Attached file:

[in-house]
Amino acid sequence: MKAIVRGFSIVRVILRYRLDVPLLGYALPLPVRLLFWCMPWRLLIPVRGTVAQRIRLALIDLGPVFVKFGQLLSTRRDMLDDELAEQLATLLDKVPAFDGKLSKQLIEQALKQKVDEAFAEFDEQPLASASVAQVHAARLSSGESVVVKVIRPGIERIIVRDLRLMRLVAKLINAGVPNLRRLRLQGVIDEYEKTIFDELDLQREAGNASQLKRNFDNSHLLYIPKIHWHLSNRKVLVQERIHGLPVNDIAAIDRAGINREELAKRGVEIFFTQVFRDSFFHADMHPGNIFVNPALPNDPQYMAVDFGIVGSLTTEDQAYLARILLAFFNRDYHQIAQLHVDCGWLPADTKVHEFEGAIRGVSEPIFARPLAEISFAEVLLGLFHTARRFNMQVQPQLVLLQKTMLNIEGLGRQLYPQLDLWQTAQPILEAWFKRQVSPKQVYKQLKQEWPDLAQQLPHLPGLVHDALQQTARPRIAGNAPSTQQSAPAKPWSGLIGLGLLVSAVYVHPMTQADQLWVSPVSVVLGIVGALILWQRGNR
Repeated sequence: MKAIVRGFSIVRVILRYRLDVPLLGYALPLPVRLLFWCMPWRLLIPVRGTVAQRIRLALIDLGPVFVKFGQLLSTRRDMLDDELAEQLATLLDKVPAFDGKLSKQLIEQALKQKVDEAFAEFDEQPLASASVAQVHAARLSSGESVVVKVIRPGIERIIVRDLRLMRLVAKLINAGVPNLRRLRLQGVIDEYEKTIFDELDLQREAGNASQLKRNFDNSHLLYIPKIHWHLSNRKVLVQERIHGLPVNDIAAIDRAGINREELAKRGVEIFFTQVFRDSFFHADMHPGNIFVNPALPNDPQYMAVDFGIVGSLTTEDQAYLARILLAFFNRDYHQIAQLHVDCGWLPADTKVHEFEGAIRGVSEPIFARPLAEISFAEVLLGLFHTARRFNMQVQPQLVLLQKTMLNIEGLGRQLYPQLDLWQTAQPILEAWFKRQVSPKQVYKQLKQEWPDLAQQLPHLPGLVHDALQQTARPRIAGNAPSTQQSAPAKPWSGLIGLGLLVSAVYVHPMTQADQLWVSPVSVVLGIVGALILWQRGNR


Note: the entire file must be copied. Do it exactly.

[in-house]
Amino acid sequence: MKAIVRGFSIVRVILRYRLDVPLLGYALPLPVRLLFWCMPWRLLIPVRGTVAQRIRLALIDLGPVFVKFGQLLSTRRDMLDDELAEQLATLLDKVPAFDGKLSKQLIEQALKQKVDEAFAEFDEQPLASASVAQVHAARLSSGESVVVKVIRPGIERIIVRDLRLMRLVAKLINAGVPNLRRLRLQGVIDEYEKTIFDELDLQREAGNASQLKRNFDNSHLLYIPKIHWHLSNRKVLVQERIHGLPVNDIAAIDRAGINREELAKRGVEIFFTQVFRDSFFHADMHPGNIFVNPALPNDPQYMAVDFGIVGSLTTEDQAYLARILLAFFNRDYHQIAQLHVDCGWLPADTKVHEFEGAIRGVSEPIFARPLAEISFAEVLLGLFHTARRFNMQVQPQLVLLQKTMLNIEGLGRQLYPQLDLWQTAQPILEAWFKRQVSPKQVYKQLKQEWPDLAQQLPHLPGLVHDALQQTARPRIAGNAPSTQQSAPAKPWSGLIGLGLLVSAVYVHPMTQADQLWVSPVSVVLGIVGALILWQRGNR
Repeated sequence: MKAIVRGFSIVRVILRYRLDVPLLGYALPLPVRLLFWCMPWRLLIPVRGTVAQRIRLALIDLGPVFVKFGQLLSTRRDMLDDELAEQLATLLDKVPAFDGKLSKQLIEQALKQKVDEAFAEFDEQPLASASVAQVHAARLSSGESVVVKVIRPGIERIIVRDLRLMRLVAKLINAGVPNLRRLRLQGVIDEYEKTIFDELDLQREAGNASQLKRNFDNSHLLYIPKIHWHLSNRKVLVQERIHGLPVNDIAAIDRAGINREELAKRGVEIFFTQVFRDSFFHADMHPGNIFVNPALPNDPQYMAVDFGIVGSLTTEDQAYLARILLAFFNRDYHQIAQLHVDCGWLPADTKVHEFEGAIRGVSEPIFARPLAEISFAEVLLGLFHTARRFNMQVQPQLVLLQKTMLNIEGLGRQLYPQLDLWQTAQPILEAWFKRQVSPKQVYKQLKQEWPDLAQQLPHLPGLVHDALQQTARPRIAGNAPSTQQSAPAKPWSGLIGLGLLVSAVYVHPMTQADQLWVSPVSVVLGIVGALILWQRGNR